The animation was filmed at Clapham Road Studios in south London. Flowers were shot against a dark velvet background and the film was animated frame by frame. “We used what we call replacement frames, which means that for every frame we had a different model – starting with a small model, then a medium model, a large model and a very large one … and we’d swap those out,” says O’Meara. This footage then had to be pieced together and edited to create the final stop motion film: “Even if you’re really careful during the model making stage, you’re never going to get it so that [designs] will match up perfectly, so you have to do lots of tweaking, compositing and post-production,” adds O’Meara.
O’Meara worked with freelance sound artist Adam JB to create sound effects and music for the film, using sweet wrappers to simulate the sound of plants blooming. “I like to integrate music and score … so when the vines and leaves are growing it’s quite a naturalistic noise, but it’s more musical when the flowers open,” he says.
The film will appear on Facebook and Instagram and notebooks are now available to order from Papier’s website. (Both notebooks are priced at £19.99 – you can order ‘small flowers’ here and ‘large flowers’ here.)
Papier’s Brand and Marketing Director Sophie Agar says the collaboration presented an opportunity to test out working with an external creative to produce content for Facebook and Instagram – something the brand hasn’t done before. “We do all of our own creative, so were keen to collaborate with an external [artist] to create something completely different to our usual content,” she explains.
Facebook and Instagram are key marketing channels for Papier: “Our organic profiles are key to conveying our brand aesthetic and key messages, while the paid side enables us to grow brand awareness as well as drive sales,” explains Agar.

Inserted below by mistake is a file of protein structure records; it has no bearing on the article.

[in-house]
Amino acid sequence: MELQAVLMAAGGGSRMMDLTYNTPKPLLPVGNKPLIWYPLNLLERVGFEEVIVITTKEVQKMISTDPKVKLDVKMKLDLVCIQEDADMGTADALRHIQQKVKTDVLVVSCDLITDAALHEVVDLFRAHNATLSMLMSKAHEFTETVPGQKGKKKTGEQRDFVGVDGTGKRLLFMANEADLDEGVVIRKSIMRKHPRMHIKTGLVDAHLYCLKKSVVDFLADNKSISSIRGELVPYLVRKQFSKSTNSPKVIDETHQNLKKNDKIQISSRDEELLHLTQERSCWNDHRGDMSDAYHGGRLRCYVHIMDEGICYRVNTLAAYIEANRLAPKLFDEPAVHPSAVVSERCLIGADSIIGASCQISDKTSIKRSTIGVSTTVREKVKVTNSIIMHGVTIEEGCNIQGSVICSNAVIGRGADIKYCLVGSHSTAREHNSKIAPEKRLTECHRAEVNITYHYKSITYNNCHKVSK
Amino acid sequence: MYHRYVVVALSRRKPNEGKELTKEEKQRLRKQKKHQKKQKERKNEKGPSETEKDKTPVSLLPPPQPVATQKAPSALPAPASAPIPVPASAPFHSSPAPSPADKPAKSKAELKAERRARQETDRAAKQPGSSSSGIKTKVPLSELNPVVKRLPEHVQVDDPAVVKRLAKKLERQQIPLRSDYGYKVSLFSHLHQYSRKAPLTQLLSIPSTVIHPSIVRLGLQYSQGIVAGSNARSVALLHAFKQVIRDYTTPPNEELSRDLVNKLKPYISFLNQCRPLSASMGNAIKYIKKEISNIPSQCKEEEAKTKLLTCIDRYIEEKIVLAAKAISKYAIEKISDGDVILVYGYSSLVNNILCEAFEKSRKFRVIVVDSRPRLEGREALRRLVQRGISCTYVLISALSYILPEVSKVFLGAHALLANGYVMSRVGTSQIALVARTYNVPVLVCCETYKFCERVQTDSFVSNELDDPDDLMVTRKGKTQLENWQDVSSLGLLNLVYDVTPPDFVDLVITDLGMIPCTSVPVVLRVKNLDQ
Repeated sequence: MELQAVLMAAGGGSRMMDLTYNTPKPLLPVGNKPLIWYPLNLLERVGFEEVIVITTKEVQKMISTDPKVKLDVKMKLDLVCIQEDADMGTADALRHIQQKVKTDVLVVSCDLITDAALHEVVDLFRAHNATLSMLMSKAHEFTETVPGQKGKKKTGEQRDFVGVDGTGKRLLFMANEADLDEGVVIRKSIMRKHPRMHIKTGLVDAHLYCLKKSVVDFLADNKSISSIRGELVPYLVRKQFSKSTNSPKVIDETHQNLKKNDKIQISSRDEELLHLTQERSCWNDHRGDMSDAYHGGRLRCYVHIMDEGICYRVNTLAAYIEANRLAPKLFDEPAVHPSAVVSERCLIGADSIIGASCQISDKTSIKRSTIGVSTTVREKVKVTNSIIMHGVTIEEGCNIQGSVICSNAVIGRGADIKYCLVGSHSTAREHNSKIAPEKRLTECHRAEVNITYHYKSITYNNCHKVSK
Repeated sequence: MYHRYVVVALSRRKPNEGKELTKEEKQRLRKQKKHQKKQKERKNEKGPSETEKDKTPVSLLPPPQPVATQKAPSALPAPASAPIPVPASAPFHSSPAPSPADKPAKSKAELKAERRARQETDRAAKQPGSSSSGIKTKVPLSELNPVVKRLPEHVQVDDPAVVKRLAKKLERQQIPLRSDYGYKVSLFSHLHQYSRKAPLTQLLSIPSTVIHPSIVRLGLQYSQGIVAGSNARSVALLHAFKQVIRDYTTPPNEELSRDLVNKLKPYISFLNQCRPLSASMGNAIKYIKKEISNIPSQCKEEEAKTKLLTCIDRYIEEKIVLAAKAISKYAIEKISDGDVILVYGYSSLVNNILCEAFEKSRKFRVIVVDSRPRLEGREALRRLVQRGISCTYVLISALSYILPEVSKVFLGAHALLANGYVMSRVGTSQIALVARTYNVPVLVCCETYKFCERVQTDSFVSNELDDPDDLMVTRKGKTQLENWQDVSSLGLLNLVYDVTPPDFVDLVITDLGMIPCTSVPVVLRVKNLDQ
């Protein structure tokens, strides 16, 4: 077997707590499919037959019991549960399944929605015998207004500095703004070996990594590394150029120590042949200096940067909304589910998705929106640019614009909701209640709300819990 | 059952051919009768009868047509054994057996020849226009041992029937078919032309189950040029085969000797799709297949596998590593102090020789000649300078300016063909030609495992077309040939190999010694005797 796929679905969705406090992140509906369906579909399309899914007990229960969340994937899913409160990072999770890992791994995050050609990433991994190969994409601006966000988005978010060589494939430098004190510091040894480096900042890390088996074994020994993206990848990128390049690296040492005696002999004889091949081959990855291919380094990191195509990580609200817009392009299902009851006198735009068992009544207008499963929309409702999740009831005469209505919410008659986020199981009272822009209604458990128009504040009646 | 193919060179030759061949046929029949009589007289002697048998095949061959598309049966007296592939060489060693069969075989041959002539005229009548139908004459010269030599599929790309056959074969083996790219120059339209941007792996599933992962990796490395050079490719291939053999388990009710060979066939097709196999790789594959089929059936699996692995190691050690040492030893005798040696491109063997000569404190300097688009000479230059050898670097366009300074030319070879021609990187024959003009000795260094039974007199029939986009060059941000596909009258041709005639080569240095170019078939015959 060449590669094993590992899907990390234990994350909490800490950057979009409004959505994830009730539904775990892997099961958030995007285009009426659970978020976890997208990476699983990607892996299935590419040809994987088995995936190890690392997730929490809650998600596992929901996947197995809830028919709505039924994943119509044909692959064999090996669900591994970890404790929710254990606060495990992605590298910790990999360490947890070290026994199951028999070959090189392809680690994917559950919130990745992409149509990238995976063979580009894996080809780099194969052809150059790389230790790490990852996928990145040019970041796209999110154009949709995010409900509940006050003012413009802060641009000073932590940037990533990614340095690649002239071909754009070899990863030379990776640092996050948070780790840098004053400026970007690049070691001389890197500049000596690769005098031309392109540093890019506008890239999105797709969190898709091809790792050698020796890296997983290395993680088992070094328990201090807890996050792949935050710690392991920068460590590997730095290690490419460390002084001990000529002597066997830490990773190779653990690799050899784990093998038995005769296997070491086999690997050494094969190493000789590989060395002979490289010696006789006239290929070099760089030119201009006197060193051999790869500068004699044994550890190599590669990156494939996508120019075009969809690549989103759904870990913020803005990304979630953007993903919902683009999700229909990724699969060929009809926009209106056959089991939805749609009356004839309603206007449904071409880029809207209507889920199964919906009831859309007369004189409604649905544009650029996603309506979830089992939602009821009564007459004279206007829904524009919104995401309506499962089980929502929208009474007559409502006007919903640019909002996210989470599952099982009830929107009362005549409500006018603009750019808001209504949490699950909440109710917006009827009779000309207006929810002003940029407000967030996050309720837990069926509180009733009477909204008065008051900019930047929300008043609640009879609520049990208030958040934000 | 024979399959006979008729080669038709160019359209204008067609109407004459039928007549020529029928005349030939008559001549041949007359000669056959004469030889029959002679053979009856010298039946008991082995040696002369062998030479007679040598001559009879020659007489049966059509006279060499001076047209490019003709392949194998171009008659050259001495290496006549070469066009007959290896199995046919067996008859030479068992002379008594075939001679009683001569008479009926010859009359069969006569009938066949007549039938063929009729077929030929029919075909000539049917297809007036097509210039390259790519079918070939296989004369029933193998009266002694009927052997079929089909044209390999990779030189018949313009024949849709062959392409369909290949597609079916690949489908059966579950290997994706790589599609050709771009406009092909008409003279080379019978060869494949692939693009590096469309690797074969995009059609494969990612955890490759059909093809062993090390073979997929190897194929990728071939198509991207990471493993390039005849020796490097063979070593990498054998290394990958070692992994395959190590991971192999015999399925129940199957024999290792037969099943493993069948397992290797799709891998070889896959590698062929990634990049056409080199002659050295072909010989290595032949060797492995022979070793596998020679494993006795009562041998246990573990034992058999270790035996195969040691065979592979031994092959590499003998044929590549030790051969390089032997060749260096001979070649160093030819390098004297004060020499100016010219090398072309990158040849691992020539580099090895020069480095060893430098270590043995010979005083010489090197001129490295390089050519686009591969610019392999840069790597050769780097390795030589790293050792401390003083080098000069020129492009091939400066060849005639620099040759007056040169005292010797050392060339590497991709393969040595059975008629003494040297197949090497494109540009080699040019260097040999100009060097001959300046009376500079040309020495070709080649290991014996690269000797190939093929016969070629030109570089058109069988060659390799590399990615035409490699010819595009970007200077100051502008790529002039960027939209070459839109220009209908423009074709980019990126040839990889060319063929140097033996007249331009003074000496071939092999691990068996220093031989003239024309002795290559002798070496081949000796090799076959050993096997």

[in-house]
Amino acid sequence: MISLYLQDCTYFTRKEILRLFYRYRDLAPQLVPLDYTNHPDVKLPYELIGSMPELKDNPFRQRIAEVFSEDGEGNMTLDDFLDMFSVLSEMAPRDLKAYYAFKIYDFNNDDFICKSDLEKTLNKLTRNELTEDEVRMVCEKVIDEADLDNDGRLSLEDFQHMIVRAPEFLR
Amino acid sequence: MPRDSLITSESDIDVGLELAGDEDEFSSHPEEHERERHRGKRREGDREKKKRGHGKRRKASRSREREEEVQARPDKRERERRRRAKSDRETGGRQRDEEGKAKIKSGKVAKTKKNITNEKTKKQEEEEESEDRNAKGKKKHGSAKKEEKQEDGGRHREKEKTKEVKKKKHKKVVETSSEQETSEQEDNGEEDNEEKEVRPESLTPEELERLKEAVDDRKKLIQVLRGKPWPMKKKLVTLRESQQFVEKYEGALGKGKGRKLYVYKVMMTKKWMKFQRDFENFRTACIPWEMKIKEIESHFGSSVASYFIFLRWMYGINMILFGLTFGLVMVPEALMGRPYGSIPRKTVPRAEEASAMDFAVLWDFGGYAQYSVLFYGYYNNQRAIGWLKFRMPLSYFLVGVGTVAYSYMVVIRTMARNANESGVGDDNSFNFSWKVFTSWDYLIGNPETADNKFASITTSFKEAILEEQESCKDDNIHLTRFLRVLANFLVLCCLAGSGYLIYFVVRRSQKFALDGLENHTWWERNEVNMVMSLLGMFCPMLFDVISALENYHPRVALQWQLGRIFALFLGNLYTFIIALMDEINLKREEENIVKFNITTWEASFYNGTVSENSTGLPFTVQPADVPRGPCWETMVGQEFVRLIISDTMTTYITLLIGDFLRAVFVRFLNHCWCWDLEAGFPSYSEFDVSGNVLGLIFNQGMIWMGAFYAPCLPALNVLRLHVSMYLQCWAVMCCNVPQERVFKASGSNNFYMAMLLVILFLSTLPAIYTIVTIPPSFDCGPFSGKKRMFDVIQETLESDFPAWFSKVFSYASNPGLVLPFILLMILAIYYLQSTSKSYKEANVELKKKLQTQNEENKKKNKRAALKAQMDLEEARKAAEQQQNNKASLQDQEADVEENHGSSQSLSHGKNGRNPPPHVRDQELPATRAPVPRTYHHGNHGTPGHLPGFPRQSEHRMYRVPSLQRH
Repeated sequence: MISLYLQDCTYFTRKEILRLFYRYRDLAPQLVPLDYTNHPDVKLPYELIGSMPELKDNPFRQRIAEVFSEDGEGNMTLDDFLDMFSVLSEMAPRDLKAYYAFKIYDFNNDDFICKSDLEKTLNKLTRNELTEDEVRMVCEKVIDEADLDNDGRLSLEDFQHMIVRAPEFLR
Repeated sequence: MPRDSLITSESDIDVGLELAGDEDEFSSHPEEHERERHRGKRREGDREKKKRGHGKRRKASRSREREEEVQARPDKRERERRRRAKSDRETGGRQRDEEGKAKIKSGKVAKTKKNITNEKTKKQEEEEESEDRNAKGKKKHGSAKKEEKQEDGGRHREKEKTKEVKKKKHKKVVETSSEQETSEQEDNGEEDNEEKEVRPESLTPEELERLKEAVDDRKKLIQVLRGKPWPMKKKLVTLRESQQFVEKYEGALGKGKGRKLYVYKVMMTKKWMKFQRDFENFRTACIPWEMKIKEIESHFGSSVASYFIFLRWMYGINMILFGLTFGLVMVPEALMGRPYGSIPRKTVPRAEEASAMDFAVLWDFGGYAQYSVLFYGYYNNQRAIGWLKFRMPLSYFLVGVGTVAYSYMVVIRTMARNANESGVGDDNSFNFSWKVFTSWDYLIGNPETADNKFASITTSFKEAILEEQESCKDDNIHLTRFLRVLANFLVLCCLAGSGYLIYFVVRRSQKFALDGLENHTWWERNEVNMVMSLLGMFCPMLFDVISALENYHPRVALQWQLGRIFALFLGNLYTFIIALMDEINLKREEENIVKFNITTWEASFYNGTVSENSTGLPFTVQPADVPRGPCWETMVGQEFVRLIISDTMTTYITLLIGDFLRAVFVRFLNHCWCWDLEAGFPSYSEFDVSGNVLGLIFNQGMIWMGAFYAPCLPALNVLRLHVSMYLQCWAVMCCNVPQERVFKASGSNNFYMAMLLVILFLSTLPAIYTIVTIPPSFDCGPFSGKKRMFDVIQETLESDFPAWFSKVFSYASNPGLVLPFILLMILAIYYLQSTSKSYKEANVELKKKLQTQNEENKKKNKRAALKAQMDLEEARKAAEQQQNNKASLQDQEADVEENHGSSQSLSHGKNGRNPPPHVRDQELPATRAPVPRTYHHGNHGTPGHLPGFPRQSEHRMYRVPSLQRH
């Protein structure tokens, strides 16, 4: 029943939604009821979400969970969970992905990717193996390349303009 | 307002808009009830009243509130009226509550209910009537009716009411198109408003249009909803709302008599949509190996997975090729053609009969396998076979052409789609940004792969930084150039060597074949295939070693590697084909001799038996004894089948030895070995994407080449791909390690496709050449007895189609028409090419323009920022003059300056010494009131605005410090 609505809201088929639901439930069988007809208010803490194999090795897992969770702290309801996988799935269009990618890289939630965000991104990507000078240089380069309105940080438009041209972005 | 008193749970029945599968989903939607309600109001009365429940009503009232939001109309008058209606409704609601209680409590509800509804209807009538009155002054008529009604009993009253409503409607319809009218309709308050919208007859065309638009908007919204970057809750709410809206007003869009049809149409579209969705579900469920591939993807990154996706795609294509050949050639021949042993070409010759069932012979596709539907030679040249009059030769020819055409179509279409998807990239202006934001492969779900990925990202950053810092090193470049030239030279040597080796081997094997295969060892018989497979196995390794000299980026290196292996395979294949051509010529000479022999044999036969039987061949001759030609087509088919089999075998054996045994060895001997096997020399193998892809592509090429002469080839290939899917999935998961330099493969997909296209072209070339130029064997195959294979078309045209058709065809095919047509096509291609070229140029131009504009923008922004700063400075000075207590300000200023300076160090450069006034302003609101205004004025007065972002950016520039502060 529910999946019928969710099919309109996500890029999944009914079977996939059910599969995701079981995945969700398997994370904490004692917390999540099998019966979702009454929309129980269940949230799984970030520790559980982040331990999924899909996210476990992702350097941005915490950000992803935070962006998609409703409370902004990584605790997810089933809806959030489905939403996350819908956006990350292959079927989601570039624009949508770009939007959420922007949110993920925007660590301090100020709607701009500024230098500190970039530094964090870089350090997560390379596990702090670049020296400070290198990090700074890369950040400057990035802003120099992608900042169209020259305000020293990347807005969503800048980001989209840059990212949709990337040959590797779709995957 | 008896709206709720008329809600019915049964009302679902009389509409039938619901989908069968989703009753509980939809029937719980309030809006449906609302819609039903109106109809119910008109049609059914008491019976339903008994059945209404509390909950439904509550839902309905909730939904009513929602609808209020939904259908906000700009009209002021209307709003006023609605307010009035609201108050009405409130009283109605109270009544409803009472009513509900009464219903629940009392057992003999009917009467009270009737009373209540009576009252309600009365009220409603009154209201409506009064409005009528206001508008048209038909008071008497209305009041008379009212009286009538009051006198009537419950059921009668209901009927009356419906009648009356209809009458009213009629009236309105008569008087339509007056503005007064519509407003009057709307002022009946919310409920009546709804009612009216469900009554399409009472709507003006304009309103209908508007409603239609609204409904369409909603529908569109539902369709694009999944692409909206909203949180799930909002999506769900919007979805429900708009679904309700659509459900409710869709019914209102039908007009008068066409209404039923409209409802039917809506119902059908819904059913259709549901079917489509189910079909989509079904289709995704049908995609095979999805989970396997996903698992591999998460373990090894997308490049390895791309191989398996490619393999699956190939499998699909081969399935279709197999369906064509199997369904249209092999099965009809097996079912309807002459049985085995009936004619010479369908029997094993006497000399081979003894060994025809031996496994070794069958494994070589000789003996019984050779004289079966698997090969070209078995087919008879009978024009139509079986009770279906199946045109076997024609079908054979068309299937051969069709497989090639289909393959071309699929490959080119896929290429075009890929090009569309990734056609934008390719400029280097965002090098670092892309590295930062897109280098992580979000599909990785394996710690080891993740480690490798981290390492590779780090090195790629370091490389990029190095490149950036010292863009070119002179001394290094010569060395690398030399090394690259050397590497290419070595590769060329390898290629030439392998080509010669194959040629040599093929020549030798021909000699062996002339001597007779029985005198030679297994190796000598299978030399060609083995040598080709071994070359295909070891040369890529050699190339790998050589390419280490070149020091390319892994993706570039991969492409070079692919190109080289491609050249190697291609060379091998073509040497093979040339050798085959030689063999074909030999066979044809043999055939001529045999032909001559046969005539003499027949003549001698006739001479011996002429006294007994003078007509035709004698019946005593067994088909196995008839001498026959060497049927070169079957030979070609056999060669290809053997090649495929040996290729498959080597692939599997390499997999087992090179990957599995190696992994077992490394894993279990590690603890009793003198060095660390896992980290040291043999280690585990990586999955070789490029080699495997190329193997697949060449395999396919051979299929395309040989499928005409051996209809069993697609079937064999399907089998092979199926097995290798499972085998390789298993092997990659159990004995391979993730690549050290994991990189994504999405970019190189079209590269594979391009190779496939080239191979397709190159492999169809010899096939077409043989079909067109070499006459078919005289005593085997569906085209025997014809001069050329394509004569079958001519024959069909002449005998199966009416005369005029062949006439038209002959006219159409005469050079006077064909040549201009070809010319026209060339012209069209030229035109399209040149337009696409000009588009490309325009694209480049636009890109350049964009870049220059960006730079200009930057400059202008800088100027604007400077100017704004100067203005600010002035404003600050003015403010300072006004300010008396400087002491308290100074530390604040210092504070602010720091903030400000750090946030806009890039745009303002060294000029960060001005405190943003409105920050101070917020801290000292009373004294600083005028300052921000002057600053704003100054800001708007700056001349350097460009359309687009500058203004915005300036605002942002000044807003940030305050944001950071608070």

The video will be used to drive sales of individual notebooks and visits to Papier’s website, and Agar says Papier will also be measuring engagement levels. “It will provide us with an opportunity to test how audiences respond to this type of creative compared to the ones we create in-house,” she adds.
Stop-motion can be an expensive and complex process, but O’Meara has shown that it’s possible to create handcrafted animations on a small budget, with a little patience and ingenuity. The project also demonstrates how animation can be used to bring products to life and create an engaging alternative to a traditional product shot or static image.
Working with Papier allowed O’Meara to experiment with creating repeat patterns on a larger scale than he has ever done before: “It was interesting looking at wallpaper designers and people like William Morris, and learning how he would have worked and laid out those patterns,” he adds.
He credits Papier with giving him time and freedom to experiment, and recommends other brands do the same when working with external creatives. “The creative process can take longer than people expect – if you want a really exquisite piece of design or illustration, then giving people time and space is really important. Some people have a bit more of an immediate process than me, but leaving a little time and space for artists to make things is really important – that, and [giving them] trust,” he says.
On Brief is part of Inspire, a partnership between Creative Review, Facebook and Instagram to showcase outstanding creative work on both platforms. Creatives are paid for their involvement in On Brief and are not asked to produce speculative work – only a rough outline of their ideas – at pitch stage. For more content from our Inspire partnership, see creativereview.co.uk/inspire